Perhaps one of Singer’s strongest points is his issue with the idea that moral status is equal among humans. To Singer, to state that all human beings are above all animals is a ridiculous notion. Every day, human beings commit monstrous acts; some human beings are even without personhood, according to Singer (Singer). Not all humans are as moral as others. Many factors go into determining if a human is moral or not. It is impossible to fathom that ALL humans are moral and other species are not. However, equal moral consideration refers to equal consideration for equal interests. This differs from moral status, because it doesn’t compare species against each other moral but instead focuses on their individual interests.
This is not to say that Singer consistently puts animals on the same philosophical plane as human beings with full personhood; this is decidedly not the case. Instead, Singer writes: “The capacity for suffering is the vital characteristic that entitles a being to equal consideration the capacity for suffering and enjoying things is a prerequisite for having interests at all, a condition that must be satisfied before we can speak of interests in any meaningful way if a being suffers, there can be no moral justification for refusing to take that suffering into consideration if a being is not capable of suffering, or of experiencing enjoyment or happiness, then there is nothing to be taken into account. That is why the limit of sentience is the only defensible boundary of concern for the interests of others” (Singer 60). It would be easy, after reading this quote, to misinterpret what Singer means by the balance of the interests of animals and the interests of human beings. Some might consider the idea that Singer believes that because animals are sentient, they must be given equal moral status to people who have full personhood; this is not what Singer is suggesting. Rather, he is suggesting that Kant’s perspective is flawed: harming animals who are sentient and can feel pain and suffering is wrong on the basis of the animal’s sentience alone, rather than on the basis of the inhumanity of the act (Singer).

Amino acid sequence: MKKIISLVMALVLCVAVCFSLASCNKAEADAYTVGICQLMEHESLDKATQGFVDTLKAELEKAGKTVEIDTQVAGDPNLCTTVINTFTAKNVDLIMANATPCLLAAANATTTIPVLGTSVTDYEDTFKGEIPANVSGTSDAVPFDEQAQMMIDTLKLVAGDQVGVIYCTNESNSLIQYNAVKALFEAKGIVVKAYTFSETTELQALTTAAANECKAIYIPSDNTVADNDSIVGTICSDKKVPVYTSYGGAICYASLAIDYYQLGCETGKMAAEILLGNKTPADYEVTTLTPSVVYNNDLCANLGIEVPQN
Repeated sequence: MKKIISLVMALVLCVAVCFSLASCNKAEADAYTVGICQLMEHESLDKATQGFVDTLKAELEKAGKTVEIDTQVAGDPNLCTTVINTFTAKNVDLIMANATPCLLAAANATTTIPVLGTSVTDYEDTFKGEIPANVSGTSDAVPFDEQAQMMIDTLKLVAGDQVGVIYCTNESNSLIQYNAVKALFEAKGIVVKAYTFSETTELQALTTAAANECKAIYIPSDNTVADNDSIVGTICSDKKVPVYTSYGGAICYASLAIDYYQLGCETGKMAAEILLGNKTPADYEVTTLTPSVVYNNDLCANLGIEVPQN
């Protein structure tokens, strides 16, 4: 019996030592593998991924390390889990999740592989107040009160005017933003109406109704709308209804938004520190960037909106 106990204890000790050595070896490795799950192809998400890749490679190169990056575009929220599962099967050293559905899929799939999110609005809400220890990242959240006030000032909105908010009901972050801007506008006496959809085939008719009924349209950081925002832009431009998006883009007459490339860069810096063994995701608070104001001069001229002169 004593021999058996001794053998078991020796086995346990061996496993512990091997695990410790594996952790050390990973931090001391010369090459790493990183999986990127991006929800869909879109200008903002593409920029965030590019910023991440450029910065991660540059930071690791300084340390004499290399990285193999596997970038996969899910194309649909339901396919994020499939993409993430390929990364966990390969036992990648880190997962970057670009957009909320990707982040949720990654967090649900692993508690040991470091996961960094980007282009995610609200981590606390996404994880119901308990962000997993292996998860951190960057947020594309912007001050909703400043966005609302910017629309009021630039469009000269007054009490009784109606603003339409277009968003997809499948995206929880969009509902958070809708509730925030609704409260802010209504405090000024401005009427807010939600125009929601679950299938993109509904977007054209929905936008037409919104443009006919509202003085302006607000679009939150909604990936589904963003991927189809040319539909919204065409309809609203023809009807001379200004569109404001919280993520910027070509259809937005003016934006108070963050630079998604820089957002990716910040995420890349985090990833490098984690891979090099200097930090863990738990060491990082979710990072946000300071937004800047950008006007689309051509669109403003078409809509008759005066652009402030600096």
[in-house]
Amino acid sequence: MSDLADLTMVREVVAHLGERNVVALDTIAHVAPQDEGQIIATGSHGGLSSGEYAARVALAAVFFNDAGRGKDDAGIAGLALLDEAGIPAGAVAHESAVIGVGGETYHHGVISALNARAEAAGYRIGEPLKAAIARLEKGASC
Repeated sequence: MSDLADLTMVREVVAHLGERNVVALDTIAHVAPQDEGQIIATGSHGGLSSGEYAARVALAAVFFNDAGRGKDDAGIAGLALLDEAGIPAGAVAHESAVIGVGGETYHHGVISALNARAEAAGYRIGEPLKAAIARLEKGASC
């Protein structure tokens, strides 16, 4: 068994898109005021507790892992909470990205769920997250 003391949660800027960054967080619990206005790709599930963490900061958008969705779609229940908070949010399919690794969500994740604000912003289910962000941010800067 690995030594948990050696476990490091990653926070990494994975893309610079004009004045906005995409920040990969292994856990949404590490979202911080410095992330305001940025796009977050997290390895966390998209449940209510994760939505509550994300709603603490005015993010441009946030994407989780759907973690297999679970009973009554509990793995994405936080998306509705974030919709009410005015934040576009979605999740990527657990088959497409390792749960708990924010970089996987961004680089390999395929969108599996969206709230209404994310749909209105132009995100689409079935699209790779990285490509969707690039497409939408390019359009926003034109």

Singer goes on to make attempts to establish the idea that because animals can feel pain and suffering, human beings must not cause them undue harm; he expands this argument to mean that human beings cannot kill and eat animals for food, because it infringes upon the natural moral status that animals are entitled to because of their sentience. However, the extension and extrapolation of this argument weakens the argument rather than strengthening it, because there is a natural order by which the food chain works. Had Singer tried to establish a proper method for acting as humans have for millennia, his argument would have been more engaging; instead, he slips from a philosophical stance to a political one quite quickly, and it weakens the overall structure of his argument.
There are very real moral implications that can be investigated insofar as animal cruelty and the meaning of human interaction with animals is concerned. However, Singer’s view on morality, consciousness, and personhood does not detract from Kant’s initial question of whether it lessens our collective humanity to engage in acts that are cruel towards animals. One could easily postulate that Kant’s view and Singer’s view are not necessarily mutually exclusive in some respects-- both would probably agree that an undue act of cruelty lessens one’s humanity.
Aristotle. "Animals and Slavery." In Animal Rights and Human Obligations. By Singer, Peter and T Regan. New Jersey: Prentice Hall, 1976. 109-110. Online.
Frey, R. G. Interests and rights. Oxford: Clarendon Press, 1980. Online.
Kant, Immanuel. "Duties to Animals." In Animal Rights and Human Obligations. By Singer, Peter and T Regan. New Jersey: Prentice Hall, 1976. 122-123. Online.
National Health and Medical Research Council. Australian Code of Practice for the Care and Use of Animals for Scientific Purposes. Sydney: National Health and Medical Research Council, 2004. Online.
Regan, Tom. The case for animal rights. Berkeley: University of California Press, 1983. Online.
Rollins, Bernard E. "The moral status of animals and their use as experimental subjects." A Companion to Bioethics. By Kuhse, Helga and Peter Singer. Oxford: Blackwell, 1998. Online.
Singer, Peter. Animal liberation. New York: New York Review, 1975. Online.